People today are being fed by images that depict an “ideal” physical form. Men are portrayed with perfect, sculpted, six-pack abs, enormous muscles, and broad, hairless chests, while the women are nothing more than dresses supported by small bony frames. Apparently, these images are making people sick. Unsatisfied men and women, even early teens, are punishing themselves just so they can have that perfect body they see on TV or a magazine. If they do not succeed, their self-esteem, which is already low as it is, drops even more, consequently increasing their tendency to commit suicide.
Although the media highly contribute to society’s concept of an ideal body, I do not blame them for the problems this concept brings to people. It is not their fault that these people are ungrateful for what they already have. Yes, that is what I call them: ungrateful, discontented whiners. It sounds harsh, but that is how I feel, especially for women who starve themselves to death just so they can fit into their brand new skinny jeans. People are dying from hunger for crying out loud!
There are people who would do anything just so they can eat a fraction of what an average healthy human eats in a day. Why can’t they just be happy with their weight and the way they look? I do not think they would turn into whales if they would just eat enough food that is required for an average human to get enough nourishment a day. Men, on the other hand, do not strive to be skinny, but they do not try to be fat either. Men want the Abercrombie and Fitch model body, and in some cases, they want the Abercrombie and Fitch body on steroids.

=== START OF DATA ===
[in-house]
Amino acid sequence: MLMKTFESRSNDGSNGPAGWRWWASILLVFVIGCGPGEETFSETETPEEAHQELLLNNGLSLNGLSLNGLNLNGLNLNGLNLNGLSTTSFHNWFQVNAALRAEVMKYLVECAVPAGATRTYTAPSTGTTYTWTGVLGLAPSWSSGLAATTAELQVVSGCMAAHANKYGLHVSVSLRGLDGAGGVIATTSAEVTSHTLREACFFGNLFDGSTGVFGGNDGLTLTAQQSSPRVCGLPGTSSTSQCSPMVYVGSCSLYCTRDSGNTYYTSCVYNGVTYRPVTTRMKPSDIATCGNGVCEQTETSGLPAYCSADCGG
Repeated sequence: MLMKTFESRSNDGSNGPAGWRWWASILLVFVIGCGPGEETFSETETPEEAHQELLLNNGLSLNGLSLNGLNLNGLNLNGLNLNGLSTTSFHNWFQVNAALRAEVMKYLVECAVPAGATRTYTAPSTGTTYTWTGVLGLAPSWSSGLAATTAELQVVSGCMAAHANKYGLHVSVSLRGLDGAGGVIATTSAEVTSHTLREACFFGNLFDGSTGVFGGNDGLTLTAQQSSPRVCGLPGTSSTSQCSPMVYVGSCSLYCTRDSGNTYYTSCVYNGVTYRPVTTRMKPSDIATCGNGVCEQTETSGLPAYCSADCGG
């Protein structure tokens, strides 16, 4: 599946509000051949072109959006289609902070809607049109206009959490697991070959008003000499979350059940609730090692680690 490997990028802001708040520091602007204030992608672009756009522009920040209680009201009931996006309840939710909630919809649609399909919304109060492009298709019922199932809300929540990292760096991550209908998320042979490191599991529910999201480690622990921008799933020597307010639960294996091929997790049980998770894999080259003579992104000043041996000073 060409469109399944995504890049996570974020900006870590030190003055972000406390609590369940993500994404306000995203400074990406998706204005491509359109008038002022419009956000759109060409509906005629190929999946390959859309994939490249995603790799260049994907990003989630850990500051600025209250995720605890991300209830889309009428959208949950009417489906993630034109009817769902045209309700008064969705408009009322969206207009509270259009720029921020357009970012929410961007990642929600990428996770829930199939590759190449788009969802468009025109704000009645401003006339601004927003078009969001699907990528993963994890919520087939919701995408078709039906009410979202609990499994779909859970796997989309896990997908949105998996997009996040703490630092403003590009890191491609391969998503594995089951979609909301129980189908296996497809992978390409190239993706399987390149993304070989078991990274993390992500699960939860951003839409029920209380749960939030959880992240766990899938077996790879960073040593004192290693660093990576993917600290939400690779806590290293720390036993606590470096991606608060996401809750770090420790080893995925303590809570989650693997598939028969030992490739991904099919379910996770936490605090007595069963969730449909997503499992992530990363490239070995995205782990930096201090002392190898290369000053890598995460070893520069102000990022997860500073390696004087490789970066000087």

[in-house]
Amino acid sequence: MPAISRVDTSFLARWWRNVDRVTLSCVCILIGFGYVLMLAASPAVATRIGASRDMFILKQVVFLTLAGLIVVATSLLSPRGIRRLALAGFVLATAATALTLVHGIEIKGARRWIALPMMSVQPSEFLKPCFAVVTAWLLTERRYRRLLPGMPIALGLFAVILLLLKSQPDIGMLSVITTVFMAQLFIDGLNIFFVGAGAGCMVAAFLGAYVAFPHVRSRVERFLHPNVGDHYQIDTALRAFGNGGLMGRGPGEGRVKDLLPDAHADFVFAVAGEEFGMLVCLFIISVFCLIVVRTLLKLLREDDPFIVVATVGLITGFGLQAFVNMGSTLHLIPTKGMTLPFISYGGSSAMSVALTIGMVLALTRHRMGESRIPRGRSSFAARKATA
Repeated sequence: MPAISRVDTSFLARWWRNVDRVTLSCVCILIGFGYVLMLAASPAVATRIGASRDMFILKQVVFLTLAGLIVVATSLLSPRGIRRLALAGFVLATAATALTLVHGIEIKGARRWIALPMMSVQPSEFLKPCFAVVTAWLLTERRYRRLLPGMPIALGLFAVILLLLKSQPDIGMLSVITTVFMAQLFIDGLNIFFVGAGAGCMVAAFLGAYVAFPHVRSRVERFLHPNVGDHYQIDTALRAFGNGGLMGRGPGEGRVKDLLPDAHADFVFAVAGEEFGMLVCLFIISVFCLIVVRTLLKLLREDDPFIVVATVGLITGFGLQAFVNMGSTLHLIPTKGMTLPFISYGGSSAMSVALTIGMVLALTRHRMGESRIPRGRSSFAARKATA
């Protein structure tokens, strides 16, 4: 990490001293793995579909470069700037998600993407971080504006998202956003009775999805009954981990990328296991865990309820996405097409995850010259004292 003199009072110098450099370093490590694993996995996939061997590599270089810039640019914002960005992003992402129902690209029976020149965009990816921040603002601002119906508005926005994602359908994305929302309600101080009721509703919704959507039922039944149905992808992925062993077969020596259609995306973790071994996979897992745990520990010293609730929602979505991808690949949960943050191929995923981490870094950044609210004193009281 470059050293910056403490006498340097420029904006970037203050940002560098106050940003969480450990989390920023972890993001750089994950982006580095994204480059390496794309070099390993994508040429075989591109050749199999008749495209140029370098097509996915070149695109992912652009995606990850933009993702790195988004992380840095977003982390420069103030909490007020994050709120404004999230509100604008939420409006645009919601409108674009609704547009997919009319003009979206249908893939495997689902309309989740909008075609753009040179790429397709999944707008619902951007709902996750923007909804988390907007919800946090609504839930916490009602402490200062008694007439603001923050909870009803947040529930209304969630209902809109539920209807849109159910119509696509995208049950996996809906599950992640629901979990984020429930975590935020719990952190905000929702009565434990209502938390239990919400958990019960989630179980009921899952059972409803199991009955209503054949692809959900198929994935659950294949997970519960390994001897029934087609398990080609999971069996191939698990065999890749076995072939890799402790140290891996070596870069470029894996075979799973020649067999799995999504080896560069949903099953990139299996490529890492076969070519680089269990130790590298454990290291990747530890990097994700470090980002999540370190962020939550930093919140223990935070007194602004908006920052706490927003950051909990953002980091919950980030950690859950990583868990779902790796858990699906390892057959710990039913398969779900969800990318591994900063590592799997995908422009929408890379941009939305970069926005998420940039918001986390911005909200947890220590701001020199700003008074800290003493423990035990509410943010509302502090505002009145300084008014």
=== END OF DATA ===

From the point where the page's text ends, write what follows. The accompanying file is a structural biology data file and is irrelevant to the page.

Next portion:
I am talking about those body building folks that spend most of their time in the gym lifting weights, flexing their muscles, and in particular, those in the “professional” wrestling business. I know they work out a lot, but some of those wrestlers’ bodies have attained a body that is naturally impossible to achieve by working out alone. Anabolic steroids—the common name for synthetic testosterone—have led to the most dramatic changes in the male form in modern history (Cloud). Steroids are known to reduce sperm production and literally shrink the testicles.
I guess they do not care about siring children since they care more about getting or maintaining their perfect built than involving themselves in intimate situations. According to some surveys, men would rather go to the gym than be with their significant others (Cloud). Frankly, however, I do not care if women starve themselves to death or if men juice their manhood into oblivion. As long as these anorexic women and steroids-driven people are not hurting anyone else other than themselves, I guess there is nothing wrong with what they are doing.